Each map looks and feels different, and they have different layouts. The game looks like a tower defence game based on the Cold War, which is exactly what it is. At times it is easy to forget the toy factor to this game, as the battlefields are designed to look as realistic as a toy town or field would. It looks like Signal Studios put as much care and detail into this as a collector of table-top games would into their characters and scenes. A lot of the maps can be destroyed and levelled, which can get rid of items, such as walls and trees, which block your line of sight. When you look at the sky and around the horizon, it reminds you that you are playing on a table-top, as you can see the ceiling and table lamps. However, there were some occasions where the frame rate struggled to keep up with the action, which is a shame as it's one of the few factors which hold the game back slightly.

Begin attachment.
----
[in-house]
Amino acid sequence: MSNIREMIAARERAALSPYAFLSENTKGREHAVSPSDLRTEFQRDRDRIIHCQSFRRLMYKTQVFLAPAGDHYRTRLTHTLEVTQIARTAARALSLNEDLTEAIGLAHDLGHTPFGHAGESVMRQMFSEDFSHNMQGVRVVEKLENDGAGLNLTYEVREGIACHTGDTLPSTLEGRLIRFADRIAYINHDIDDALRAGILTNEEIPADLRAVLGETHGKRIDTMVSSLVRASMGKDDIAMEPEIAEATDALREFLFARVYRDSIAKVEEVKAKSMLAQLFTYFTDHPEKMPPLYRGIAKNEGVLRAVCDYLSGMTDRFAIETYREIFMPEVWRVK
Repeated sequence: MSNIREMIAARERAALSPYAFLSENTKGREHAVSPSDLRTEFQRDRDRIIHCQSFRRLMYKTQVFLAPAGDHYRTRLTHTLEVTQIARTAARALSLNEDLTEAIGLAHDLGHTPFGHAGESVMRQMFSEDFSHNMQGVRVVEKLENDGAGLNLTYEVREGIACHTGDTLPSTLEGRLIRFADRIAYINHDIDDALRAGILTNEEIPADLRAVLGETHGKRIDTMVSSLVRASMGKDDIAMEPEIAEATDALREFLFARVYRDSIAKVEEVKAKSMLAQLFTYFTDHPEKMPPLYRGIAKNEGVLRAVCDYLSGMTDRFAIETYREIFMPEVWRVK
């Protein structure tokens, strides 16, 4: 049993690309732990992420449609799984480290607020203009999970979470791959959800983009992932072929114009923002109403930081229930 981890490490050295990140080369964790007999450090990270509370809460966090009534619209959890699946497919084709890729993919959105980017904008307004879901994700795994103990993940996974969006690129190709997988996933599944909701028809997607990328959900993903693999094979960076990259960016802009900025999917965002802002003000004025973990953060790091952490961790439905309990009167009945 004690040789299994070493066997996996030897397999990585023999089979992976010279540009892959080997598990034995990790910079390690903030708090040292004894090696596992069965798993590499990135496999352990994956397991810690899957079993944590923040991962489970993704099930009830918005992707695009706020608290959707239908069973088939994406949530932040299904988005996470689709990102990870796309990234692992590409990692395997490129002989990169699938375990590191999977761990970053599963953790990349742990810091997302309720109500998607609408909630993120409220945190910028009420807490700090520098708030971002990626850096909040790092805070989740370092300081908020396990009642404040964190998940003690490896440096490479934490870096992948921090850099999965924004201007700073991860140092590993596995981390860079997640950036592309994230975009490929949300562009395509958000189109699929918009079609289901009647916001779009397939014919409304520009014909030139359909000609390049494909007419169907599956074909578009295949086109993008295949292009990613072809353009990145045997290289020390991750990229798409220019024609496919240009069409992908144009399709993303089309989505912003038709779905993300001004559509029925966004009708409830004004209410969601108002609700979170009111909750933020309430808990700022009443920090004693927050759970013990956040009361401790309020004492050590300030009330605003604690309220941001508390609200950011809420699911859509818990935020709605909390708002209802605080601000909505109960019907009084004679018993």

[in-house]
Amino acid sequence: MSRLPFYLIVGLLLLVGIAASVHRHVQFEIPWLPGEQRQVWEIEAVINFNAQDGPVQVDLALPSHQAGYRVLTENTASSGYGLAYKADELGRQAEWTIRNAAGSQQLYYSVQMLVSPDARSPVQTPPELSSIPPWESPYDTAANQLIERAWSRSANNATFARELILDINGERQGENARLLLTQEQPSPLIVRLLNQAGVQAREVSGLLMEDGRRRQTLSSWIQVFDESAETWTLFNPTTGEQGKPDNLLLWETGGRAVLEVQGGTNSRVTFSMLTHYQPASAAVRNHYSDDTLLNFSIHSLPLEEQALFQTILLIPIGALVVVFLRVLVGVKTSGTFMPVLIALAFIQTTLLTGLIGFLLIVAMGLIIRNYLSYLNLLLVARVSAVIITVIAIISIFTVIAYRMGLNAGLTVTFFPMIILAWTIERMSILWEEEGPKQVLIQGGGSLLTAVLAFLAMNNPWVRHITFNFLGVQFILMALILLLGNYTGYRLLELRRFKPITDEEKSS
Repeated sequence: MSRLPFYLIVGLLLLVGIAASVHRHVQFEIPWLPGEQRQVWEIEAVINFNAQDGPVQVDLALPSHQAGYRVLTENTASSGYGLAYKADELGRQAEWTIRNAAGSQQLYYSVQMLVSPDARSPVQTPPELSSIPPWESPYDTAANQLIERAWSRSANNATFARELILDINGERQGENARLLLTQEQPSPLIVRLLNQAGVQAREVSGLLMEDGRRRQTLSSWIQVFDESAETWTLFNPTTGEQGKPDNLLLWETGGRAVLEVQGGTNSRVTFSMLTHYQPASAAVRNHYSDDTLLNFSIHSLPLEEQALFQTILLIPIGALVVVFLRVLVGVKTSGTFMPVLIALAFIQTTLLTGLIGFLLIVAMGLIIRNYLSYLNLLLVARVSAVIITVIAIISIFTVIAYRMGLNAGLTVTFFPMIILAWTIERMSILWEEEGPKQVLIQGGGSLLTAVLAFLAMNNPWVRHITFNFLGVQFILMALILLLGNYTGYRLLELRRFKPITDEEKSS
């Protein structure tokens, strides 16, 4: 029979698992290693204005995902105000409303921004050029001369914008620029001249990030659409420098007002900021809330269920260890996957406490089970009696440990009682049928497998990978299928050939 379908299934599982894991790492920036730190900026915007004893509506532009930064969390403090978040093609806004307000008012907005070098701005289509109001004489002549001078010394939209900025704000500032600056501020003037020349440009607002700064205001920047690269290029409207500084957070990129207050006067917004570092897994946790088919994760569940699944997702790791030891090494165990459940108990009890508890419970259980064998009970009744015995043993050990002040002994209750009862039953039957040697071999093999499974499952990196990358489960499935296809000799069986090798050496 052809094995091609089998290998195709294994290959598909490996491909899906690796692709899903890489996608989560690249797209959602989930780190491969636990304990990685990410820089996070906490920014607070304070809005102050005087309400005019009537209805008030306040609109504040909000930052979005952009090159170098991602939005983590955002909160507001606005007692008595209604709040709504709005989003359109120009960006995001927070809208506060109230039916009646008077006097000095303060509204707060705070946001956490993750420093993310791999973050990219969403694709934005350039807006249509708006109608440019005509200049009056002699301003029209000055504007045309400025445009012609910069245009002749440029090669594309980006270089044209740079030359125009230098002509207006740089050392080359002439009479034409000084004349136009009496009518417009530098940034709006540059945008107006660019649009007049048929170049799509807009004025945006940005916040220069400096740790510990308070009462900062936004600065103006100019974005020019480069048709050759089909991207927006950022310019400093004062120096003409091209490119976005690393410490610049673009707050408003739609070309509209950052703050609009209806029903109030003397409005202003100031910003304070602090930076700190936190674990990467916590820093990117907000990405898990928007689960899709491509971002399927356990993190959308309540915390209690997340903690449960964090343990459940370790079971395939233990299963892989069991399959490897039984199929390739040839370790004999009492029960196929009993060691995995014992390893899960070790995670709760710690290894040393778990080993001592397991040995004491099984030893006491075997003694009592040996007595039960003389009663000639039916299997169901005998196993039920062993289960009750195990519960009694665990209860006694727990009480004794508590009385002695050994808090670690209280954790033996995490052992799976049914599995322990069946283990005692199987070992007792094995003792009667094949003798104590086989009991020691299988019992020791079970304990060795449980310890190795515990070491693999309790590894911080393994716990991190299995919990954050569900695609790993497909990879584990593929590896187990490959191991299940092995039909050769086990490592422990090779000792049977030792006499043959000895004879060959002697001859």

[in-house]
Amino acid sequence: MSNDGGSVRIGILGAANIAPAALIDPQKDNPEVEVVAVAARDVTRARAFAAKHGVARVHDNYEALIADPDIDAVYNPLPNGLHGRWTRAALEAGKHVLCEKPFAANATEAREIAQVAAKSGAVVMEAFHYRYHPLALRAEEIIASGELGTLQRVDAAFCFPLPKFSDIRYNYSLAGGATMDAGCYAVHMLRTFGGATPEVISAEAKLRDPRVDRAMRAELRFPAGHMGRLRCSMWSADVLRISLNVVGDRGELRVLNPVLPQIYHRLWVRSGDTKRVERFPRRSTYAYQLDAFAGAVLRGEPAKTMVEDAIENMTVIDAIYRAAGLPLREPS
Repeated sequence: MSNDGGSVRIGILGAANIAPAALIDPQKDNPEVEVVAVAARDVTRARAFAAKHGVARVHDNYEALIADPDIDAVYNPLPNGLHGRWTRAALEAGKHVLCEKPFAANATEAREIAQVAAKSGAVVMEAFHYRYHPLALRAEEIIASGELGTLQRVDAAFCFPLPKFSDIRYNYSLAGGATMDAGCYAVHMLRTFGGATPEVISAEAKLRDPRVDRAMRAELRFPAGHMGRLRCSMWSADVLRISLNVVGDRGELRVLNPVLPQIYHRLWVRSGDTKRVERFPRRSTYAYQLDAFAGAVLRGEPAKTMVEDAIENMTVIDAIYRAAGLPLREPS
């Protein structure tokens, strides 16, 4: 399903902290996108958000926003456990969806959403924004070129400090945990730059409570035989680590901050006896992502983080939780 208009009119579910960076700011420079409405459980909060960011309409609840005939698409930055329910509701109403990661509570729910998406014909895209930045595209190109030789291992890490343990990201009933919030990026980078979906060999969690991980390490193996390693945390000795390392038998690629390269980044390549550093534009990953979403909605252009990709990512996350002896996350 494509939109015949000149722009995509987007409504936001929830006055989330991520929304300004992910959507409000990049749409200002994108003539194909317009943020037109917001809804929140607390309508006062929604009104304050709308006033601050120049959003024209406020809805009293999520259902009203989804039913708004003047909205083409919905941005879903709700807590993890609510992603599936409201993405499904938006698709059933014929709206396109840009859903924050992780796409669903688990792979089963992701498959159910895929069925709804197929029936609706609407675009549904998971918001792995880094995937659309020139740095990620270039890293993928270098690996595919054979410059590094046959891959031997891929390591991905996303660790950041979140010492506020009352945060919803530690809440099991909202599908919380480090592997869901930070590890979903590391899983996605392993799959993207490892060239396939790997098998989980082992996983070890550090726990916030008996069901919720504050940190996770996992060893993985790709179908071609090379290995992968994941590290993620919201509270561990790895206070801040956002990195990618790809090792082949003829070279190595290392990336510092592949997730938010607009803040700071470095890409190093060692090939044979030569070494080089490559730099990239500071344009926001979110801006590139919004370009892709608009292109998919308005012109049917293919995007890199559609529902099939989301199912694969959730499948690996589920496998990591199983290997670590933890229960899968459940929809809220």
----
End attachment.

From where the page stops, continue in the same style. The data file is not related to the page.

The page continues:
There isn't any background music; however you wouldn't hear it over the sound of warfare. You can hear the troops yelling as they charge headfirst into your fire. The guns sound exactly as they should do, as do the pound of the rockets and the boom of the explosions. It's almost musical in itself, and it can be very satisfying to hear a bomb land and explode, as you watch the enemies remains fly away from the blast radius. The background music is only a small issue between waves when it is silent, unless you skip the waiting period. There is music on the menu screens however, and this music can become quite catchy, to the point where someone might be reviewing the game, whilst listening to the menu music.